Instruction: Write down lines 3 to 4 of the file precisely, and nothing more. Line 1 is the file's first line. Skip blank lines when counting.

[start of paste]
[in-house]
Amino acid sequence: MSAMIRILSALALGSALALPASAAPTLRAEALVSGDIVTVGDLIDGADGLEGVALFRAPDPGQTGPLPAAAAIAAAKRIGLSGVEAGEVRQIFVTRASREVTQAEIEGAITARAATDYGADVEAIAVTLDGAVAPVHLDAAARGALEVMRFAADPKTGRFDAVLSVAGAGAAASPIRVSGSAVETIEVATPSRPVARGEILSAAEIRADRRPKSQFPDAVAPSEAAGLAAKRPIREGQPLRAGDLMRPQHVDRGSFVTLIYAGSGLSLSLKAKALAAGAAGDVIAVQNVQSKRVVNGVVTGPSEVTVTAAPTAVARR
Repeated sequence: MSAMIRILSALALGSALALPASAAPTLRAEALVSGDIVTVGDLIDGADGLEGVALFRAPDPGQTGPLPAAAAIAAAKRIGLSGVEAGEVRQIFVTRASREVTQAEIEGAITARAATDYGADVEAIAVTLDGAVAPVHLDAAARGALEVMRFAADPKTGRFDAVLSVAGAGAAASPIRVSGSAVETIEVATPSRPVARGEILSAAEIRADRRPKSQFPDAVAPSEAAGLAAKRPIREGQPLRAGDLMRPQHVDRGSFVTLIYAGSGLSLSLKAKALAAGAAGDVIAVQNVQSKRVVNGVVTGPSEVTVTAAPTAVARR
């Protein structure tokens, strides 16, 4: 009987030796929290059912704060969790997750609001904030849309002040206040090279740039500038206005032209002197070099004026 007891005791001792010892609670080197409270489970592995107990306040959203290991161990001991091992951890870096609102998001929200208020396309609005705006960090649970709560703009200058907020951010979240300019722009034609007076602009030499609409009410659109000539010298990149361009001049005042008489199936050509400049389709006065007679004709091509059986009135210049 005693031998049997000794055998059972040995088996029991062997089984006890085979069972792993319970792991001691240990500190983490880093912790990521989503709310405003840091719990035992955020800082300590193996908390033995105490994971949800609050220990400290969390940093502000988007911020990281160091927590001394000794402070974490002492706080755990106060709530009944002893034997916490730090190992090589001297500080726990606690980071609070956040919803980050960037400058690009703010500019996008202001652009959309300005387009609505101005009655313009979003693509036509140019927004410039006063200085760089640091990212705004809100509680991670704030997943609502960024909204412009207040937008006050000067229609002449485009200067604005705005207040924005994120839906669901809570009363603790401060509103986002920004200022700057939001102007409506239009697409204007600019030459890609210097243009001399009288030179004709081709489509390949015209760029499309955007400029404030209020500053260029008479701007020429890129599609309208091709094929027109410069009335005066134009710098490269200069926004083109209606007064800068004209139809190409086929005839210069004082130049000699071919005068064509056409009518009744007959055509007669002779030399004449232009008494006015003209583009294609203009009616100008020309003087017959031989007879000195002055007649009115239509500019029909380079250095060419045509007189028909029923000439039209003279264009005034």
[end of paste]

Repeated sequence: MSAMIRILSALALGSALALPASAAPTLRAEALVSGDIVTVGDLIDGADGLEGVALFRAPDPGQTGPLPAAAAIAAAKRIGLSGVEAGEVRQIFVTRASREVTQAEIEGAITARAATDYGADVEAIAVTLDGAVAPVHLDAAARGALEVMRFAADPKTGRFDAVLSVAGAGAAASPIRVSGSAVETIEVATPSRPVARGEILSAAEIRADRRPKSQFPDAVAPSEAAGLAAKRPIREGQPLRAGDLMRPQHVDRGSFVTLIYAGSGLSLSLKAKALAAGAAGDVIAVQNVQSKRVVNGVVTGPSEVTVTAAPTAVARR
């Protein structure tokens, strides 16, 4: 009987030796929290059912704060969790997750609001904030849309002040206040090279740039500038206005032209002197070099004026 007891005791001792010892609670080197409270489970592995107990306040959203290991161990001991091992951890870096609102998001929200208020396309609005705006960090649970709560703009200058907020951010979240300019722009034609007076602009030499609409009410659109000539010298990149361009001049005042008489199936050509400049389709006065007679004709091509059986009135210049 005693031998049997000794055998059972040995088996029991062997089984006890085979069972792993319970792991001691240990500190983490880093912790990521989503709310405003840091719990035992955020800082300590193996908390033995105490994971949800609050220990400290969390940093502000988007911020990281160091927590001394000794402070974490002492706080755990106060709530009944002893034997916490730090190992090589001297500080726990606690980071609070956040919803980050960037400058690009703010500019996008202001652009959309300005387009609505101005009655313009979003693509036509140019927004410039006063200085760089640091990212705004809100509680991670704030997943609502960024909204412009207040937008006050000067229609002449485009200067604005705005207040924005994120839906669901809570009363603790401060509103986002920004200022700057939001102007409506239009697409204007600019030459890609210097243009001399009288030179004709081709489509390949015209760029499309955007400029404030209020500053260029008479701007020429890129599609309208091709094929027109410069009335005066134009710098490269200069926004083109209606007064800068004209139809190409086929005839210069004082130049000699071919005068064509056409009518009744007959055509007669002779030399004449232009008494006015003209583009294609203009009616100008020309003087017959031989007879000195002055007649009115239509500019029909380079250095060419045509007189028909029923000439039209003279264009005034």